“This is almost my first house,” Martin Pepa says, motioning toward the barn where three of his 20 polo ponies are being tacked up by grooms with the nimble, caring expertise of nannies with precious babies.
The “almost house” he is talking about is a barn at Equuleus Polo Club in Water Mill, a seemingly endless spread of gently rolling land zigzagged by white fences. The pastoral quietude is broken now and then by the cantering hooves of ponies being exercised, the clatter of a horse trailer coming in, and hissing from the jets of water that keep the grass as impeccably groomed as the people who turn out for the polo matches.
Pepa is “almost” not exaggerating, too, in that a professional polo player has many homes—as do his horses, which travel with him to posh but temporary spots around the globe for much of the year. Like many of the players who come to Bridgehampton for the summer, he is a native of Argentina. And this summer he kicks off his boots in a rental near the stable. This fall, he will go to Tianjin, China to play with The Super Nations Cup that brings together four elite teams from Argentina, England, Hong Kong and the U.S. much of the winter, he plays in Palm Beach.
For Pepa, like many professional polo players, life is not only itinerant, but hardly the non-stop glamour projected by those glossy polo-theme magazine ads. His day-to-day is packed with training and practice on the horses, crunching and stretching at the stable’s own gym, and ice—not in the margaritas—but on muscles. “You get a lot of injuries in every game,” he said. He turned and yanked up his shirt, to reveal a festering purple-black bruise on his back from a ball being walloped. The game requires focus like your life depends on it, with over four tons of galloping horseflesh to not get smashed and stomped by, and seven other mallets swung by guys who may be your buddies off-field, but right now are in a Spartacus state of mind.
Other injuries? He laughed, “Well, I’ve been playing with two broken fingers.” But it’s been worse, like when he broke his shoulder.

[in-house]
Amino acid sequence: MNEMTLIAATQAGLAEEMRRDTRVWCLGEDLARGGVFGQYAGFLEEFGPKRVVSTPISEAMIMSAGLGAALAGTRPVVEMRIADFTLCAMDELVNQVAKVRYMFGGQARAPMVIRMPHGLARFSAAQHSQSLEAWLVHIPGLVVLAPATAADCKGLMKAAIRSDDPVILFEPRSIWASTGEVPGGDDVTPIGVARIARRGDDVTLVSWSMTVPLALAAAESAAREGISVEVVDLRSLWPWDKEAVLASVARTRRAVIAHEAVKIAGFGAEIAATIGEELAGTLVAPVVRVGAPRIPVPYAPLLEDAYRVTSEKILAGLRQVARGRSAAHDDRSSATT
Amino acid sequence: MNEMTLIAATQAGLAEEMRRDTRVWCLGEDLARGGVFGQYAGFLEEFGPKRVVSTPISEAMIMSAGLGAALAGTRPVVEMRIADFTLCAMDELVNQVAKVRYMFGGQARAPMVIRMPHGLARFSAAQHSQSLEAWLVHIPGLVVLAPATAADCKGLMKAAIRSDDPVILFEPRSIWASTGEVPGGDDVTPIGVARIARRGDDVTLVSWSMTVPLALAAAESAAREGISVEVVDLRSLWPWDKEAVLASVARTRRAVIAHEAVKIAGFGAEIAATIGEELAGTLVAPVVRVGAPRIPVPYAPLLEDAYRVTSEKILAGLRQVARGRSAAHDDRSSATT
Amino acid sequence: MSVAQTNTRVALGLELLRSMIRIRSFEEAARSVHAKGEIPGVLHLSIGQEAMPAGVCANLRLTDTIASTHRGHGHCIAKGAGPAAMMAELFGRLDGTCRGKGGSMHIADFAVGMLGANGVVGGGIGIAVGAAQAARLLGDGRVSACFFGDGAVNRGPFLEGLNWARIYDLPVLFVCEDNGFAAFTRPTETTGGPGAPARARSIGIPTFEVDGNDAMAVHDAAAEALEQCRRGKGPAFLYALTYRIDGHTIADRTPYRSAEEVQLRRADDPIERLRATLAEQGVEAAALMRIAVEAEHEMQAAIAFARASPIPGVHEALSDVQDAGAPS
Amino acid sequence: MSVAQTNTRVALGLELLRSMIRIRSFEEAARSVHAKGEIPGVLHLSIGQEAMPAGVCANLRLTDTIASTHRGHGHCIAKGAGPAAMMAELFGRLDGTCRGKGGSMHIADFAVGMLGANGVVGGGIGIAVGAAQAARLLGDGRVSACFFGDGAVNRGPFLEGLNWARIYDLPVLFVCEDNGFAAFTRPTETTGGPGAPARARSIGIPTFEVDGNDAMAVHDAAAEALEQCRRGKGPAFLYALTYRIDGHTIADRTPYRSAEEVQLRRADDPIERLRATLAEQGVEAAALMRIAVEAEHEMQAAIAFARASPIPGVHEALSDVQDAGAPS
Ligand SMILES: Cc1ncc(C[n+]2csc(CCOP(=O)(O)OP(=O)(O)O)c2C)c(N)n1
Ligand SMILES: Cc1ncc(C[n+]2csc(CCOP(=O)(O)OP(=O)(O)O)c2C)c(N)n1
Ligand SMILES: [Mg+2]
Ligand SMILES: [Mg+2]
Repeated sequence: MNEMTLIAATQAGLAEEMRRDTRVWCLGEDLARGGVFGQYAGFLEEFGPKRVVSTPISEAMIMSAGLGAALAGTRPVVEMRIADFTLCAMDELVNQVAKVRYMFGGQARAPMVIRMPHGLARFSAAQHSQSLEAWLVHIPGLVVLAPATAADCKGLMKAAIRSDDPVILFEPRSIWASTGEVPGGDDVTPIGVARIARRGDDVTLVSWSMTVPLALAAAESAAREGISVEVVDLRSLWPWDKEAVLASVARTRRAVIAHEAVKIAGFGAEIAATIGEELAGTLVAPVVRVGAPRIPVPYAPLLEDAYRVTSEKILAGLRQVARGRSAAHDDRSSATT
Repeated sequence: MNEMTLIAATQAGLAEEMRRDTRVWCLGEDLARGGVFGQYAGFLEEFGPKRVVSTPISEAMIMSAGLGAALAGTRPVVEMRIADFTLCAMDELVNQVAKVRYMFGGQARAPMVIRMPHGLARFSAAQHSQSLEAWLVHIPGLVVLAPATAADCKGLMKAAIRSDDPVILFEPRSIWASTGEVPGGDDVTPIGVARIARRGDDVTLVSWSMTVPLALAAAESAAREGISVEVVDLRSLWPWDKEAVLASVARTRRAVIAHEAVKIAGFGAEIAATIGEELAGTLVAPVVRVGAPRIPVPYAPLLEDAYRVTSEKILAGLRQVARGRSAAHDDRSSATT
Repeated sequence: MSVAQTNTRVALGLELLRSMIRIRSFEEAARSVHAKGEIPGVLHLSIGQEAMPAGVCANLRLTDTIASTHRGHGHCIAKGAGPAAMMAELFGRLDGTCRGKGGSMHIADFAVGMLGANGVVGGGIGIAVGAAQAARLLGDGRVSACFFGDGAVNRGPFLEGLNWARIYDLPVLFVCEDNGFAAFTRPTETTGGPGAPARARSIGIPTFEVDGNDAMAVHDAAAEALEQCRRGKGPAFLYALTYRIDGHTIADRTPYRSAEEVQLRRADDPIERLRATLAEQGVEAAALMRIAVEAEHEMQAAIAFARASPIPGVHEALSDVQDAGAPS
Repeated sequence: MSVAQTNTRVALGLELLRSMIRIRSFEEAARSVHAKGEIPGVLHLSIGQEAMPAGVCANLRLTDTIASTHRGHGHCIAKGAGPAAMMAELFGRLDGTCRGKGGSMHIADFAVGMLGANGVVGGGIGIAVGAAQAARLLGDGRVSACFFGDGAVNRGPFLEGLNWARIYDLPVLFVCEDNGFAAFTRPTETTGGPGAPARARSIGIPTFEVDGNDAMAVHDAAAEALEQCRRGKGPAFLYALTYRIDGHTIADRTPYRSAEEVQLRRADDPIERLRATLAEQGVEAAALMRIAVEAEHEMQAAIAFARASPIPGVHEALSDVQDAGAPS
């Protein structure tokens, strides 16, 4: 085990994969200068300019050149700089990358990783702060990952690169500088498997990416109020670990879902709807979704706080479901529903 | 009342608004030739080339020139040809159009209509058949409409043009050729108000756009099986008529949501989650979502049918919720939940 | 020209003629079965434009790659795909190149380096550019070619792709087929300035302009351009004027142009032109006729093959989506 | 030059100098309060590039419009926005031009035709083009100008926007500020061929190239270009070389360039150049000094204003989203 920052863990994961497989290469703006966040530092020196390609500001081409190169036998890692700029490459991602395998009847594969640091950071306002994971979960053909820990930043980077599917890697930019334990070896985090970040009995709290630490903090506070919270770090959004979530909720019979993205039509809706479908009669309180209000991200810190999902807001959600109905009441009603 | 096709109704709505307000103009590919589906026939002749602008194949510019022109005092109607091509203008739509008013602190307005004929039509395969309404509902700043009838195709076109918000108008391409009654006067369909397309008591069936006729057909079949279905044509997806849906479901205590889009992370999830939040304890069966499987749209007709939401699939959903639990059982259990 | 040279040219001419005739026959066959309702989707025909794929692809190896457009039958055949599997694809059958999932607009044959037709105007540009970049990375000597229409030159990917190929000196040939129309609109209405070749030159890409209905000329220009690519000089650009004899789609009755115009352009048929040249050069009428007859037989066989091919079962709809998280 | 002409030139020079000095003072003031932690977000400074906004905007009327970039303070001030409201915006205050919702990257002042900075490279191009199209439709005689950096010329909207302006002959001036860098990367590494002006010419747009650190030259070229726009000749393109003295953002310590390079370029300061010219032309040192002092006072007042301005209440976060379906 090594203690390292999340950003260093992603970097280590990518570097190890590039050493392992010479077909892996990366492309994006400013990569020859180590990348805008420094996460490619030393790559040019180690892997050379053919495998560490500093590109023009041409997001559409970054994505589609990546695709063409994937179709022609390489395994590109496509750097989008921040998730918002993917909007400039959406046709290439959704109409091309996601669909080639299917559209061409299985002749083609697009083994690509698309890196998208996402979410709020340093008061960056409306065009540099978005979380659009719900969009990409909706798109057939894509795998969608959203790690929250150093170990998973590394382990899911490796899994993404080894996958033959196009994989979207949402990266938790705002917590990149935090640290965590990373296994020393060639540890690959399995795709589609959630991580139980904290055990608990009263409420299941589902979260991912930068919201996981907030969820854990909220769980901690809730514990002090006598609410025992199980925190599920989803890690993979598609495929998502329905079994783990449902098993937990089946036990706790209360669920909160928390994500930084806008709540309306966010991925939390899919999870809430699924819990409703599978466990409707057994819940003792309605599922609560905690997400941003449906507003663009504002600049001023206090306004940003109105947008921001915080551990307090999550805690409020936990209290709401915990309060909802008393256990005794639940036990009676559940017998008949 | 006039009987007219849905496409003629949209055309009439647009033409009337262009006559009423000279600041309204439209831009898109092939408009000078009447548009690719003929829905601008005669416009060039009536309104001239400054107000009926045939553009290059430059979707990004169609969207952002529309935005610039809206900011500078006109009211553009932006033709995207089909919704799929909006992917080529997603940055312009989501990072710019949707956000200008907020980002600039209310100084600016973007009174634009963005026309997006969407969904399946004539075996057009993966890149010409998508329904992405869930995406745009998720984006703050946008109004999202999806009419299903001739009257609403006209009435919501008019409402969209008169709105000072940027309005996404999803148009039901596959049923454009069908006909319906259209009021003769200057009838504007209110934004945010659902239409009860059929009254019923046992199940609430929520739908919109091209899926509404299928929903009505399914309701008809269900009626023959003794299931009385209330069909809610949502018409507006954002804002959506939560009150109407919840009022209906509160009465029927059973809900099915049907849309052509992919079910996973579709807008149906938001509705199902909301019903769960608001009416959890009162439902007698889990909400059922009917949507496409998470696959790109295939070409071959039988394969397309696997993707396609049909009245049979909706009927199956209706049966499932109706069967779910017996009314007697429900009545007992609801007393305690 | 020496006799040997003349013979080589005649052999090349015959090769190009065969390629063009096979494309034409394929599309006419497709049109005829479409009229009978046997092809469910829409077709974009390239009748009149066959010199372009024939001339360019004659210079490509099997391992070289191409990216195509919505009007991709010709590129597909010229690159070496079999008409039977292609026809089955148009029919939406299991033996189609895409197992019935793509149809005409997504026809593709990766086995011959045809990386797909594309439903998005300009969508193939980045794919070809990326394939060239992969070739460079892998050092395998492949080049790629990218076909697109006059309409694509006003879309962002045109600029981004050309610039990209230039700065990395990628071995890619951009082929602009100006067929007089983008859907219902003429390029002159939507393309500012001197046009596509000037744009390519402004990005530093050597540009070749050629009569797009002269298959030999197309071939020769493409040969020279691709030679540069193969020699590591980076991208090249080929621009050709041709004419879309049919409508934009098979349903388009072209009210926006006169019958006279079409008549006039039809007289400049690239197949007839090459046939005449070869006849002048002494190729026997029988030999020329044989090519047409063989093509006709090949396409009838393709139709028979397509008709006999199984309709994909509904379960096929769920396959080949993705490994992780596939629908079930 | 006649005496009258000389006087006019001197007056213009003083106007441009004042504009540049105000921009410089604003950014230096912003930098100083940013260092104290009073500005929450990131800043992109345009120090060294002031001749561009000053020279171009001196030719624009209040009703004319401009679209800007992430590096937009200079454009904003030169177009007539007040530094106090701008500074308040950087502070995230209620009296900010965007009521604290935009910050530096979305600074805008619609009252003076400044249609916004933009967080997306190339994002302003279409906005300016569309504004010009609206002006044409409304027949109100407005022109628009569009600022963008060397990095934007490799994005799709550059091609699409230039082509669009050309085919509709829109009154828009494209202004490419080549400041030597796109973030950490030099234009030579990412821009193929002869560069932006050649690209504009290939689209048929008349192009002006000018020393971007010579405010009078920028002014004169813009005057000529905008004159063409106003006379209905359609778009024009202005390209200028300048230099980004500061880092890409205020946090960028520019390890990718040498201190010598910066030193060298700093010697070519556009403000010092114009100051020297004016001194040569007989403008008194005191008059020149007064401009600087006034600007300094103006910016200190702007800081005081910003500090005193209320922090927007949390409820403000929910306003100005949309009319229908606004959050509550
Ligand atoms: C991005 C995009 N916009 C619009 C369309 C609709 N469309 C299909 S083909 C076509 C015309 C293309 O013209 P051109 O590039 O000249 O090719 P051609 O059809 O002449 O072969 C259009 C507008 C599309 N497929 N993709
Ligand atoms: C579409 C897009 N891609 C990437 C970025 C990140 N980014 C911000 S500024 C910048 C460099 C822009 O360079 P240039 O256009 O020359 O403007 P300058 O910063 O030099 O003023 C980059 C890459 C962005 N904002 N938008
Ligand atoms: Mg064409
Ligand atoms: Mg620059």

“Everybody thinks we (polo players) have a great life, that we go and party out all the time,” he said. “I don’t go out, except mostly to restaurants.” He loves sushi, and among favorite restaurants are Suki Zuki in Water Mill and Sen in Sag Harbor. “After we won the Monty Waterbury Cup August 3, I didn’t even go out partying. I went to my sponsor’s house and had pizza and Diet Coke.”
For Pepa, another incentive is to hang out with his long-time girlfriend, Paige Allardice, also an equestrian who has swept up championships riding hunters, including Grand Champion at the Hampton Classic. Despite her own daring riding career, or maybe because she knows how dangerous it can be, he said, “She’s almost like a mother, she worries so much.”
His two brothers, Juan and Jorge, have careers in the U.S. financial world and play polo as a hobby, and they are often on the sidelines at his matches. He also has a Hamptons “family” in his sponsors and team, especially his closest friend of many years, eight-goal player Christian “Magoo” Laprida.
The other best girl in his life is his nine year old-old bay mare named Alita. And there are others, mostly mares “because they have softer mouths,” meaning they respond better to the rider’s direction. Players use ten horses in a match, for ten minutes each. “Your horse is 50-60 percent of your game, for some, maybe more,” he said.
Also vital to excellence are the grooms, the team manager, and of course team members. Professional players achieve rankings from 0 to the very rare 10-goal, and Pepa has achieved the impressive ranking of five-goal. A pro team’s members are added up to make their total “goal,” high or low. Pepa likes playing the aggressive Number 1 position on the team (Numbers 2 and 3 control the game, and 4 is the defensive player).
Pepa began playing in the Hamptons with the White Birch team. “I always tell people that when they first play, they should go to White Birch. It’s a huge organization.”
For five years, he managed the Black Watch team that had Nacho Figueras as a pro, and then jumped into the high goal with a friend, Michael Borrico, then moved to the Circa team, where he said he “found his best years of polo.”
“It is really, really hard to be a polo player,” he said. No kidding! The qualities that make for a good pro polo player, he said are “elasticity, balance and power to control the horse, mental preparedness, being physically fit, studying the videos of past games to strategize for the next.” Put all that together, and the tricky element is “being able to read the play before you do it.” In the heat of the game, a paradox takes place: “You have to be quick, but you have to be patient.”
While polo might be viewed as an elitist game, Pepa prides himself on being self-made. “I did it myself,” he said. Unlike many players, he didn’t come from a polo family, even though he grew up near the polo epicenter in Argentina. “My dad never rode a horse. But when I told him I wanted to play polo instead of having an academic career, he got me a mallet. My mom said she would kill me if I played.” He laughed. “She didn’t kill me, but she prays for me in church.”
He admits to being “nervous before every game, especially in semi-finals. But I never think, ‘We won, and now we can relax.’ After every game, I’ll get off the horse, and think, ‘I want more!’”